Sunday, 15 May 2011

Malvern Spring Gardening Show 2011


Once again the magic of The Malvern Spring Gardening show worked its spell on me ~ my feet may still be aching, my purse is somewhat diminished but my soul is greatly refreshed.  As usual on arrival I made a beeline for the grand floral marquee which was jam packed with colour and fragrance. The psychedelic giant allium you can see above was the stunning centrepiece of the Avon Bulbs stand. Apparently the standard of exhibits in the marquee was so high that a record number of gold medals was awarded by The Royal Horticultural Society.  I spent most of the morning mooching in the marquee, pausing only to make an attempt to find the plant creche, when my hands became full with purchases but decided not to join the queue as I was leaving the showground briefly at lunchtime. Time then catch up with some fellow garden bloggers albeit too briefly, before meeting up with himself in the camper van for a most welcome picnic lunch and a breather.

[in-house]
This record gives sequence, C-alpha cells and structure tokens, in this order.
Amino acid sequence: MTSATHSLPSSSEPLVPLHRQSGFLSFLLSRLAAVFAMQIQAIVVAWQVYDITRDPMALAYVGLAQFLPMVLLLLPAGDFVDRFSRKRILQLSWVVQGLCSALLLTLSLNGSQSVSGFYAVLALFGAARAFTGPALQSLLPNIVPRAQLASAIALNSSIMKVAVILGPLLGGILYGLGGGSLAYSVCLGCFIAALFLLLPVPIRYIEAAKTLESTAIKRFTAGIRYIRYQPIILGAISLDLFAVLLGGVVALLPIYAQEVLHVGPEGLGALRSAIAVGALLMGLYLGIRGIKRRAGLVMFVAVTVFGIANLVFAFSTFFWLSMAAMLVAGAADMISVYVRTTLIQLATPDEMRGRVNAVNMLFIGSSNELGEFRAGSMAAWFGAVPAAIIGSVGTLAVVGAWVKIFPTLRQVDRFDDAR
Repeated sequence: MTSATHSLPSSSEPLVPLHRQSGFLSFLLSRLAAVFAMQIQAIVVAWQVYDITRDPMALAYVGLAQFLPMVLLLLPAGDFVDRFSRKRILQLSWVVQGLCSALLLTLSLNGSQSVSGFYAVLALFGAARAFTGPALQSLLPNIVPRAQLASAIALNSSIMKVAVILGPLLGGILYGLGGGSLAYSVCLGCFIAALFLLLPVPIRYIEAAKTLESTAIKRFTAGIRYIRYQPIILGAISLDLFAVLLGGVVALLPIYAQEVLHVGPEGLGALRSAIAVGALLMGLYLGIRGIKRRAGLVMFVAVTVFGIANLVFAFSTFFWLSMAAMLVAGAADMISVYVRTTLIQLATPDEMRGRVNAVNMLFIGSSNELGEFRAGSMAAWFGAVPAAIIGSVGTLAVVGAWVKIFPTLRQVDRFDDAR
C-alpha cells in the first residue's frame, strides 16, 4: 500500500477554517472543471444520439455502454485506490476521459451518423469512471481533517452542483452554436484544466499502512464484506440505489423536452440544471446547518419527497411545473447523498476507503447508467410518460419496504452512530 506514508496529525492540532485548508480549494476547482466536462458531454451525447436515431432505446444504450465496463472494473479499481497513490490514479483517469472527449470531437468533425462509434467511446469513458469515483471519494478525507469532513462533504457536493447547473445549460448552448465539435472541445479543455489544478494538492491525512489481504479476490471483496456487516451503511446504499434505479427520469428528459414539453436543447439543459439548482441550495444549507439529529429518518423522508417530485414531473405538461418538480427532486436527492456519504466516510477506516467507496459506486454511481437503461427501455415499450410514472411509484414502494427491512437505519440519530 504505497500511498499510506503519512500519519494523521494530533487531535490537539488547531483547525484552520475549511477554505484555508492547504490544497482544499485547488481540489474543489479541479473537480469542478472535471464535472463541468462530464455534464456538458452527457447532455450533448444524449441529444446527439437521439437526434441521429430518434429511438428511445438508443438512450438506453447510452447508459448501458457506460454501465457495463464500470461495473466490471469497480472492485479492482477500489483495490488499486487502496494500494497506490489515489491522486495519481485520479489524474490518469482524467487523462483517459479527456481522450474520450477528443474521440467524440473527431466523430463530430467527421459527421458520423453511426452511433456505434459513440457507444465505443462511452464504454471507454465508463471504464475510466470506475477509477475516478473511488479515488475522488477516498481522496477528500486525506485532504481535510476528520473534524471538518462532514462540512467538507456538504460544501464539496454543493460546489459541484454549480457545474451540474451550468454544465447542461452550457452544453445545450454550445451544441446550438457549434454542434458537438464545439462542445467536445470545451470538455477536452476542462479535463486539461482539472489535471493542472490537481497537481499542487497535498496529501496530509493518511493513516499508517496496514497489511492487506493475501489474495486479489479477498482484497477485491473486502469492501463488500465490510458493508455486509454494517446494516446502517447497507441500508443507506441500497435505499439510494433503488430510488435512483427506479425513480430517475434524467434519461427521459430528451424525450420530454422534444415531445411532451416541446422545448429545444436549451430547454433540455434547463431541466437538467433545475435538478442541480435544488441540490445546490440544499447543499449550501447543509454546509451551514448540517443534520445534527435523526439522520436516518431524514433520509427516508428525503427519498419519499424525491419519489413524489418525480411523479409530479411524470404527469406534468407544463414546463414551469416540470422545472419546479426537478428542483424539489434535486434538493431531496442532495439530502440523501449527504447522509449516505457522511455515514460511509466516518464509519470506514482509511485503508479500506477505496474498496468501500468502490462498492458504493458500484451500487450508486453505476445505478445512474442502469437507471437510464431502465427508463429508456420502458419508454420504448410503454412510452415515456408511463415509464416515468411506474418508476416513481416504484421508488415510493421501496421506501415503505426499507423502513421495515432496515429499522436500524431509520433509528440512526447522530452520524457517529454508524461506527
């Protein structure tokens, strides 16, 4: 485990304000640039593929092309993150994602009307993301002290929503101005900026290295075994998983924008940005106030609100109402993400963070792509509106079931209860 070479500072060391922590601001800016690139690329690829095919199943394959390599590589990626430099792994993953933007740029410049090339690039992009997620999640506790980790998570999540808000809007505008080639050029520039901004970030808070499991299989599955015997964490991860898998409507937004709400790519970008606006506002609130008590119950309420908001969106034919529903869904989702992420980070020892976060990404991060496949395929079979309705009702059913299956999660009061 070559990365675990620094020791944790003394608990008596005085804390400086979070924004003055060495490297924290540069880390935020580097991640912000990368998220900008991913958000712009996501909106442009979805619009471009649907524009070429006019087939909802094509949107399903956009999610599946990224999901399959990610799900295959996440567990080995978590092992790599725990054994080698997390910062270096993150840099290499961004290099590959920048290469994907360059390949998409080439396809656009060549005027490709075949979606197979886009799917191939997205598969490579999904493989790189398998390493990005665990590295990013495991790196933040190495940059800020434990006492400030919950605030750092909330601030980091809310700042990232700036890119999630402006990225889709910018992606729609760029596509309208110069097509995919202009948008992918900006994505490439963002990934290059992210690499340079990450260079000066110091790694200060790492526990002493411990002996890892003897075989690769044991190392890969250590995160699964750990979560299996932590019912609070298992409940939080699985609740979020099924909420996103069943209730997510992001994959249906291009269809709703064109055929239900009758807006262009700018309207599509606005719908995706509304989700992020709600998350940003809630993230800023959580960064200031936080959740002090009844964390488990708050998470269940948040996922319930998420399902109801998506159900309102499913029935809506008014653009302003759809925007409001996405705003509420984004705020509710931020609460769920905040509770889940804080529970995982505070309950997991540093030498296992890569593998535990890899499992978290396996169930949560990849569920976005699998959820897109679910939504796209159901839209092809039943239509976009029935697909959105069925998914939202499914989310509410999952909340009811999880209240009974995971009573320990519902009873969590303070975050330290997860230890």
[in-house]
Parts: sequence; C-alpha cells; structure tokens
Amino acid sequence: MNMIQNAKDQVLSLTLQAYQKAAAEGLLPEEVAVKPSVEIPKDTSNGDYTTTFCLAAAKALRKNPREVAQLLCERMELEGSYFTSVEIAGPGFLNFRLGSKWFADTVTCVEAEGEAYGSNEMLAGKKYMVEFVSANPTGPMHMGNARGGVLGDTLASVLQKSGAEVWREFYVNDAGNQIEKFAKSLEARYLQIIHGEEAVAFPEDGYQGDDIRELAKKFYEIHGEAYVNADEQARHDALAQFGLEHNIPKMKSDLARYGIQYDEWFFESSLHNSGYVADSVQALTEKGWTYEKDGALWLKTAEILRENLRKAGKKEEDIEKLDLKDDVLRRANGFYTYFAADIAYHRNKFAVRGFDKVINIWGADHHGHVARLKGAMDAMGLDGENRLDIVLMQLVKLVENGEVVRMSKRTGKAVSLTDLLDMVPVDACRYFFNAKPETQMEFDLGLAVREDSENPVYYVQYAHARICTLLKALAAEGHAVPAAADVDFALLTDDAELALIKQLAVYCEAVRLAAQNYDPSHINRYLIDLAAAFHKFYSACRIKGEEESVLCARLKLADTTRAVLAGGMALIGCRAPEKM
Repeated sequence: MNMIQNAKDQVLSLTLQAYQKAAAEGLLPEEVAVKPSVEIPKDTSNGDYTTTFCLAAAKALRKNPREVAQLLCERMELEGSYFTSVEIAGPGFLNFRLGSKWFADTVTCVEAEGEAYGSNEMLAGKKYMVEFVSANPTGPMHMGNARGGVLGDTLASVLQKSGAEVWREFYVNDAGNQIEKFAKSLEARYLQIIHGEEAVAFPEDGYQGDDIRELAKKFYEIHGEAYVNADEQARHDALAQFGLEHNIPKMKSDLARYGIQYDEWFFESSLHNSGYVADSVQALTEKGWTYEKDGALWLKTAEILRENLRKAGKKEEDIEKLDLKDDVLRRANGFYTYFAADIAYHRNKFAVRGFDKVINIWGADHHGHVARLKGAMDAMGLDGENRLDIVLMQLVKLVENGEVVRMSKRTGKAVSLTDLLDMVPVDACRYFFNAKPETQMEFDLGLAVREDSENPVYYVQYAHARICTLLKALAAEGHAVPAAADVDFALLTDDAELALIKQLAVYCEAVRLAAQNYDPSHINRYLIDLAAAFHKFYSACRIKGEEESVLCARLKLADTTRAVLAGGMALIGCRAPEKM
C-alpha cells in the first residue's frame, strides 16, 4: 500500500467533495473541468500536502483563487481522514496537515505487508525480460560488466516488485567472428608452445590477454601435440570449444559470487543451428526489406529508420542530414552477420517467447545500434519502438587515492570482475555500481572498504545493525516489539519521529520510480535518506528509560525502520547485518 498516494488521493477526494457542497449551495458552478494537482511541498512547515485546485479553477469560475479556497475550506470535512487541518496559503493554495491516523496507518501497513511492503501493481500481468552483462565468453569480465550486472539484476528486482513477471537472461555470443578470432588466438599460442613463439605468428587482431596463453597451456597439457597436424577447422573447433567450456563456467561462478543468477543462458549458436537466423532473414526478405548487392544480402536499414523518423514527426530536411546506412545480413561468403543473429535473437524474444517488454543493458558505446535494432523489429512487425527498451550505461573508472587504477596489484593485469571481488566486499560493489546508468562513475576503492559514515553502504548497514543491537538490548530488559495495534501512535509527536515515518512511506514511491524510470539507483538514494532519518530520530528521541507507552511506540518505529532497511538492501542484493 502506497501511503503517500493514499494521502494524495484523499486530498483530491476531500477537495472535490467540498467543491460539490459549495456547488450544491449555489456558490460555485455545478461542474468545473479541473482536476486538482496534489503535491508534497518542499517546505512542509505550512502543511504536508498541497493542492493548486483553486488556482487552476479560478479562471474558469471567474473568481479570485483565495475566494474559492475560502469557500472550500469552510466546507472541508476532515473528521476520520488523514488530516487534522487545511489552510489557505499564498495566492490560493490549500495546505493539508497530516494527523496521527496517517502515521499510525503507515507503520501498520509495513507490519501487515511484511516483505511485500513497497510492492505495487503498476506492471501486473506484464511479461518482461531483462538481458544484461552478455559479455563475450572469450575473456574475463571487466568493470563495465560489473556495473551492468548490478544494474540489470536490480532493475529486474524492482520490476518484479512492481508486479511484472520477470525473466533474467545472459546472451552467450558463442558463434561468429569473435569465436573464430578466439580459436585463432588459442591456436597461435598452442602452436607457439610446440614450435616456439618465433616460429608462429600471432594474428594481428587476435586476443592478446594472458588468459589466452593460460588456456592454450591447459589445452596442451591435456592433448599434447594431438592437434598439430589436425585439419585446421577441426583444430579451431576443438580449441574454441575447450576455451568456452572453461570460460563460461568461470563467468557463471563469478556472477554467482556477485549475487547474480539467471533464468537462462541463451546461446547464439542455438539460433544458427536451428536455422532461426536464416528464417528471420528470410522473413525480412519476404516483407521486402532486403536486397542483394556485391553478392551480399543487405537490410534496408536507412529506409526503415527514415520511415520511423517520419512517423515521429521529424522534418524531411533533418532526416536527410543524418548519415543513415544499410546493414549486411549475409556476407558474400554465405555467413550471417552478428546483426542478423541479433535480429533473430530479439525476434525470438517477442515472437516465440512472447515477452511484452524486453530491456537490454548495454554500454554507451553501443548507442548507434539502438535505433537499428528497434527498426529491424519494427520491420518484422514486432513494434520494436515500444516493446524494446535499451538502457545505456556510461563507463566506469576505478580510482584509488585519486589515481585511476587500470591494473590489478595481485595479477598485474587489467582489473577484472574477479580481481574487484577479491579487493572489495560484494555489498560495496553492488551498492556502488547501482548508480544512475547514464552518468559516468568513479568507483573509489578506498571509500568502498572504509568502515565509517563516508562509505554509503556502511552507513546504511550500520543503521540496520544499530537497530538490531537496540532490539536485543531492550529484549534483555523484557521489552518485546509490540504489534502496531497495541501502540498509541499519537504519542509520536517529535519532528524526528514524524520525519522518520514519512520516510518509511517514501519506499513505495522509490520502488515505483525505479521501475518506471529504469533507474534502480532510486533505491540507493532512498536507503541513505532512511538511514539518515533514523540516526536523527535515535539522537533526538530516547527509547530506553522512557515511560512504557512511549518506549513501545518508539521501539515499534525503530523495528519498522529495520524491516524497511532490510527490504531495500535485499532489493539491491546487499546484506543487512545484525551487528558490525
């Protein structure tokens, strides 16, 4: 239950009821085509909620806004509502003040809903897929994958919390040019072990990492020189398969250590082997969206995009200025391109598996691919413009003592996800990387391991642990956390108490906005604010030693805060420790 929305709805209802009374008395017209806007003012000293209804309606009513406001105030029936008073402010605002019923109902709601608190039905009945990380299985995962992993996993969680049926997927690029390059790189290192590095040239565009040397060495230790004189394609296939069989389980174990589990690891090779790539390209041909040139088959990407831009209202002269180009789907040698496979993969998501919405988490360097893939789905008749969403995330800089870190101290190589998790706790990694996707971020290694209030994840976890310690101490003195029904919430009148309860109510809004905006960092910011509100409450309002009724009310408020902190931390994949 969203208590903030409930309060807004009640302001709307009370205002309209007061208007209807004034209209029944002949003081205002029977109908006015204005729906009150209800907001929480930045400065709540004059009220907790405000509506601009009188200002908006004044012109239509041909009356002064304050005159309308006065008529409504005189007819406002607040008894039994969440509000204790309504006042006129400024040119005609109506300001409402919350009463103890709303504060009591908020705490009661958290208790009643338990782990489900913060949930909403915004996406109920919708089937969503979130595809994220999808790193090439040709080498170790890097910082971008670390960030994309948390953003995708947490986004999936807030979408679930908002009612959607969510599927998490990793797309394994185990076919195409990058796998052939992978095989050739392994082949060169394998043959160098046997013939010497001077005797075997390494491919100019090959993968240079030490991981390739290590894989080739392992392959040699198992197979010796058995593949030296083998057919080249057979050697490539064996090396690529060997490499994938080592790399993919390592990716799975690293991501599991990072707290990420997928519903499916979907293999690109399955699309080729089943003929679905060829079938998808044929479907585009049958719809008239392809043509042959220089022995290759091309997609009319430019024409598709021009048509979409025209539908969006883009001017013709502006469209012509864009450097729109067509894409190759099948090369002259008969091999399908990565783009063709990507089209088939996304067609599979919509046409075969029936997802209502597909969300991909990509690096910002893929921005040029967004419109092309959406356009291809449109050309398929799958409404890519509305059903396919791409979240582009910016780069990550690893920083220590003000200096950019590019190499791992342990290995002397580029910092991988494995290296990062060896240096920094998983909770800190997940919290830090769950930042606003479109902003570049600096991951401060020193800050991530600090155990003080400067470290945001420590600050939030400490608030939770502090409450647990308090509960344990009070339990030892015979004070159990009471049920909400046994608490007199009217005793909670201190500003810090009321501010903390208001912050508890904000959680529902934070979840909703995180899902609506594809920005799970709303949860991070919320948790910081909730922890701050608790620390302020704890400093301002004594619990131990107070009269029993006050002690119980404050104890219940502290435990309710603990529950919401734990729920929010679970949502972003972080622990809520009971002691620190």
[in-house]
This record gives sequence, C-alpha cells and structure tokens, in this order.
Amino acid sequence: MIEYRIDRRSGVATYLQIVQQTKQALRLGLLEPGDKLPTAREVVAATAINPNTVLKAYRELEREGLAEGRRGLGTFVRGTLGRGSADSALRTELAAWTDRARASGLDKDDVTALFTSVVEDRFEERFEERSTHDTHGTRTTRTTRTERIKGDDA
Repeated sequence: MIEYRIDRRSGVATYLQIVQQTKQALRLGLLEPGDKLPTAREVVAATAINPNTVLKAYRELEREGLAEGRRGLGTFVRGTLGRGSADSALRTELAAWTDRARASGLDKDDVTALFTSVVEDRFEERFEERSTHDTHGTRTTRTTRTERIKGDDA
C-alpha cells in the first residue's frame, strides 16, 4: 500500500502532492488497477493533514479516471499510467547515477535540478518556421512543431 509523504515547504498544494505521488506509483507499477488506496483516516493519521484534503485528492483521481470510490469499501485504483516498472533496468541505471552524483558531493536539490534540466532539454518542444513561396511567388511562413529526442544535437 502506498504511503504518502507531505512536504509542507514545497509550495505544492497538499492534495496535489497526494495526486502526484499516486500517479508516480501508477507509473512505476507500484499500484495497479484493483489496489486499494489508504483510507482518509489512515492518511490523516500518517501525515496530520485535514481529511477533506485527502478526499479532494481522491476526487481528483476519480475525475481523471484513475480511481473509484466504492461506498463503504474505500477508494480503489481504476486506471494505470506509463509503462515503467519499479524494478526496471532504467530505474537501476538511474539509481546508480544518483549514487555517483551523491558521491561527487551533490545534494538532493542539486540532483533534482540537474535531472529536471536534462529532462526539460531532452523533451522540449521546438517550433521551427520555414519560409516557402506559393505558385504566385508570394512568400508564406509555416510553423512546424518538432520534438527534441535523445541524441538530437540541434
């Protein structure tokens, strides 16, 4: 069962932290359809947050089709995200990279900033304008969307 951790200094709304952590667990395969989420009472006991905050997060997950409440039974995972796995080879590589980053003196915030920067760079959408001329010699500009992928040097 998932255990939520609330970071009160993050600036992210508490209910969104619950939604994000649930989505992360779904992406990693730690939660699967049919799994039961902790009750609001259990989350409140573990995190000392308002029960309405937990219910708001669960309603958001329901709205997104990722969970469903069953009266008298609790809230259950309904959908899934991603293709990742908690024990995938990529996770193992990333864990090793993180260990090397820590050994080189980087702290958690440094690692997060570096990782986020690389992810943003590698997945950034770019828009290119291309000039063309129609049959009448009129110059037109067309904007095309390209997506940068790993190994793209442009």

Back for the afternoon session we initially went in separate directions. I stopped off to see the various  societies which were providing information and advice on a variety of plants and gardening matters. Then it was off to see the show gardens. Like other bloggers I was most taken with the exhibits of the two gold medal winning entries Hannah Genders's 'My Very Local Veg Garden' and  the Graduate Gardeners Ltd 'A Garden For Life'.  I spent more time lingering over the former ~